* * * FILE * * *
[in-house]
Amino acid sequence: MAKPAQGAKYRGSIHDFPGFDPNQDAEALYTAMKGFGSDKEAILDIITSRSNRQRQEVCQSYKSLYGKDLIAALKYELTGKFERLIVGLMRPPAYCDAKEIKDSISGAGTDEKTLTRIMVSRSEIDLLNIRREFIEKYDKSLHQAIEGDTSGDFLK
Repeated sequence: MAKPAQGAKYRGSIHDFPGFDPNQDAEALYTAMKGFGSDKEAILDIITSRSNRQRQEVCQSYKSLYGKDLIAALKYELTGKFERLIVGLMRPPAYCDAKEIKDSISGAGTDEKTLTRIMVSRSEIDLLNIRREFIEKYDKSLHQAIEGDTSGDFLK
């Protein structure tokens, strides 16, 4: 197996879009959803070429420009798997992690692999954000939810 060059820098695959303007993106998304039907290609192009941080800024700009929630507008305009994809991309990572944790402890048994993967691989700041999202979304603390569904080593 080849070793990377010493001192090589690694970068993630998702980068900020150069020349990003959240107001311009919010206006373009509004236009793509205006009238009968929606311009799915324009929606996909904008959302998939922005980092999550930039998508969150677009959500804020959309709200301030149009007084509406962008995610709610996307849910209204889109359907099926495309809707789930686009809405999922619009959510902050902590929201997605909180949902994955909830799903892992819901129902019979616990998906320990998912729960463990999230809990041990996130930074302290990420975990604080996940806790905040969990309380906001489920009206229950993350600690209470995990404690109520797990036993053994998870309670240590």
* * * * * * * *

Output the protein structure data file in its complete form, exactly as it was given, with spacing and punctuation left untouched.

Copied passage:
[in-house]
Amino acid sequence: MAKPAQGAKYRGSIHDFPGFDPNQDAEALYTAMKGFGSDKEAILDIITSRSNRQRQEVCQSYKSLYGKDLIAALKYELTGKFERLIVGLMRPPAYCDAKEIKDSISGAGTDEKTLTRIMVSRSEIDLLNIRREFIEKYDKSLHQAIEGDTSGDFLK
Repeated sequence: MAKPAQGAKYRGSIHDFPGFDPNQDAEALYTAMKGFGSDKEAILDIITSRSNRQRQEVCQSYKSLYGKDLIAALKYELTGKFERLIVGLMRPPAYCDAKEIKDSISGAGTDEKTLTRIMVSRSEIDLLNIRREFIEKYDKSLHQAIEGDTSGDFLK
């Protein structure tokens, strides 16, 4: 197996879009959803070429420009798997992690692999954000939810 060059820098695959303007993106998304039907290609192009941080800024700009929630507008305009994809991309990572944790402890048994993967691989700041999202979304603390569904080593 080849070793990377010493001192090589690694970068993630998702980068900020150069020349990003959240107001311009919010206006373009509004236009793509205006009238009968929606311009799915324009929606996909904008959302998939922005980092999550930039998508969150677009959500804020959309709200301030149009007084509406962008995610709610996307849910209204889109359907099926495309809707789930686009809405999922619009959510902050902590929201997605909180949902994955909830799903892992819901129902019979616990998906320990998912729960463990999230809990041990996130930074302290990420975990604080996940806790905040969990309380906001489920009206229950993350600690209470995990404690109520797990036993053994998870309670240590």